"Ausubel (another reason to be proud of the UC Irvine MFA Program) has written a novel in poetry, filled with things: cabbages, hammers, blankets, and combs. A collage of destroyed lives, pieced back together."
Yes! Go, Mona!
SUSAN SALTER REYNOLDS
on Ramona Ausubel’s No One Is Here Except All Of Us,
Lee Stein’s The Fallback Plan,
and Gin Phillips’ Come In and Cover Me.
No One Is Here Except All Of Us
Riverhead Books, February 2012. 325 pp.
“Let there be someone, somewhere, to tell his story,” the old man says to his wife before they drown in the river. “Our story.”
No One Is Here Except All Of Us is the story of a village in Romania called Zalischik, wiped out by the Italians and the Germans in World War Two. At first, the villagers are like children: oblivious to the war, tucked away in their remote village. They have their problems; Kayla and Hersh, for example, have no children. They pay Perl and Vlad to give them their youngest daughter, Lena, who is 11. They reinvent poor Lena as the daughter they never had.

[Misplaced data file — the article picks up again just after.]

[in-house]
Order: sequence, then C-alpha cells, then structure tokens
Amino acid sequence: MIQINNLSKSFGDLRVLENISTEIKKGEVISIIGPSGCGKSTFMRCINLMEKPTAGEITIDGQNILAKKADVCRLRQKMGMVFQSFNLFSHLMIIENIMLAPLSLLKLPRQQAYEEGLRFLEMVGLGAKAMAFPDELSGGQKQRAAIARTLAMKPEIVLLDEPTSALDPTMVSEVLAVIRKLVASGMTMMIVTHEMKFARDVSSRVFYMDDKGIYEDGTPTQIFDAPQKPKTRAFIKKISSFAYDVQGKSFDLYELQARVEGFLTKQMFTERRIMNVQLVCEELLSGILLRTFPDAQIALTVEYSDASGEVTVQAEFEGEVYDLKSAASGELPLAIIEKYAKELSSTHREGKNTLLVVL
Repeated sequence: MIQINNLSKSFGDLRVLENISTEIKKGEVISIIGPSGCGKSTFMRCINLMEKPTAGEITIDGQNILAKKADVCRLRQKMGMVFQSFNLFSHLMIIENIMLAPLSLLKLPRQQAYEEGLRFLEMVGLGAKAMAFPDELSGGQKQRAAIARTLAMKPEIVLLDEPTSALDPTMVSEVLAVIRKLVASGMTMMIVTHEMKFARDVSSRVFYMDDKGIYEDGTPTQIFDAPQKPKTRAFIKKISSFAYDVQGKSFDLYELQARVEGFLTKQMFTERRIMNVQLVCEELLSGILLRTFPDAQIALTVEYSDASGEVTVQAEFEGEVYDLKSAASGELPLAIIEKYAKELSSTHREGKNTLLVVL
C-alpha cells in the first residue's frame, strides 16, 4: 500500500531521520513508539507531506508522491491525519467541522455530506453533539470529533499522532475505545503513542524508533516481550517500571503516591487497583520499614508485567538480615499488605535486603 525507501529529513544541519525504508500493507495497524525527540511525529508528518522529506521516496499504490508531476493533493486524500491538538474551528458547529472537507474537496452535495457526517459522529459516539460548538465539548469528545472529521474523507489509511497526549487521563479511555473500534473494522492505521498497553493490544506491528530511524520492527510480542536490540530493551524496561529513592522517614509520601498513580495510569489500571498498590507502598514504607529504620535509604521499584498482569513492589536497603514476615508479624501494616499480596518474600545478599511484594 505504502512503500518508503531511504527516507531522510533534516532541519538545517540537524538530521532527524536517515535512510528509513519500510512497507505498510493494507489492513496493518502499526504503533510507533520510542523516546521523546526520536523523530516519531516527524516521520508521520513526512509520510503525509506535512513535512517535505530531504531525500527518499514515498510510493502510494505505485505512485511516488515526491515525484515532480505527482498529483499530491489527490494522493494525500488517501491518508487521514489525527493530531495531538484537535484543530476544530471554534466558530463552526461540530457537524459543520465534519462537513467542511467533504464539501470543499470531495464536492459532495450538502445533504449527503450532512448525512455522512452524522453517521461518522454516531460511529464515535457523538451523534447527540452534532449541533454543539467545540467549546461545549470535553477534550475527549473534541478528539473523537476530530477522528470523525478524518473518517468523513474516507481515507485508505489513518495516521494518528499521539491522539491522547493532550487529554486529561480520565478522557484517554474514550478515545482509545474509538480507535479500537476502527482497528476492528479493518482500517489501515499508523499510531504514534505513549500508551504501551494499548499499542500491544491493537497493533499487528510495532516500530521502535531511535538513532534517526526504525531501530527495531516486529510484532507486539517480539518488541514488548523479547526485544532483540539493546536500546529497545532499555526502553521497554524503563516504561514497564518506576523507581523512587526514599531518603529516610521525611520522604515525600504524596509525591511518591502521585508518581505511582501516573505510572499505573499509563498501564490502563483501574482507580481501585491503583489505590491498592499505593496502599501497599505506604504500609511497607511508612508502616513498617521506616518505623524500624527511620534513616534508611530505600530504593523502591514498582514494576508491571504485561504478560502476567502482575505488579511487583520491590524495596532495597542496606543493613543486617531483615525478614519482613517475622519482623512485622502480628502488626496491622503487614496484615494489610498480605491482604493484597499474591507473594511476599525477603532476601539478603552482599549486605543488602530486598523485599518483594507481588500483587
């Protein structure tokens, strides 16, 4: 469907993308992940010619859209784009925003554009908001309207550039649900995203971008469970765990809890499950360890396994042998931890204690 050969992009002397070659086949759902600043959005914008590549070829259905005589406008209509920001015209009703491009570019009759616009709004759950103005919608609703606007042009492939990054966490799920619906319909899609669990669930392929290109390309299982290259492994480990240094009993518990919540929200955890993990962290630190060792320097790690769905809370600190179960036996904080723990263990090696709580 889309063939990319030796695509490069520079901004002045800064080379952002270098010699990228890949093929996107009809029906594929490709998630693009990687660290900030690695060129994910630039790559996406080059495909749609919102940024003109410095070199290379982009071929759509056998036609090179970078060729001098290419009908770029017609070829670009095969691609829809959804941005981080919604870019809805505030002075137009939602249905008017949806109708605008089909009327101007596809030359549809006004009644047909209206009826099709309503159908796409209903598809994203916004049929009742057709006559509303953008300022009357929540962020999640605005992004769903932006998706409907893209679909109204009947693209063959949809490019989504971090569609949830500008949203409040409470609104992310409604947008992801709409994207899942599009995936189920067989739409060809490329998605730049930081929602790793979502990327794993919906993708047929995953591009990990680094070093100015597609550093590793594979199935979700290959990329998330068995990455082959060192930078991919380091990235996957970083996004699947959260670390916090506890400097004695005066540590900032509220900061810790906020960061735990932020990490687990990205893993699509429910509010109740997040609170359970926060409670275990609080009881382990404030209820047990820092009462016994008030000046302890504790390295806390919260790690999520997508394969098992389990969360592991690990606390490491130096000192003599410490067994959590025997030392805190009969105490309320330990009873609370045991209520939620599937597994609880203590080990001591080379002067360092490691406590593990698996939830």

One day, they hear the bombers overhead and they know that the world as they know it, rooms “rich with the smell of supper, soft, old napkins at each of our places,” is over. A stranger from the destroyed neighboring village appears in their midst, her children and husband dead. She confirms the terrible truth. They will have to begin again.Before this blistered world caught up with us, we nodded. Before the wreckage of a hundred broken cities landed on our banks, before we were swept away to some faraway sea, before the sky filled with silver wings and everything below turned to fire, before the tiny candle flame of our home, the last flickering light on the map was put out, we nodded. Desperation to believe joined the terror still thrumming in our chests. If we wanted to survive in this story, we had to tell it that way. We swallowed hard and waited for a reaction from the heavens.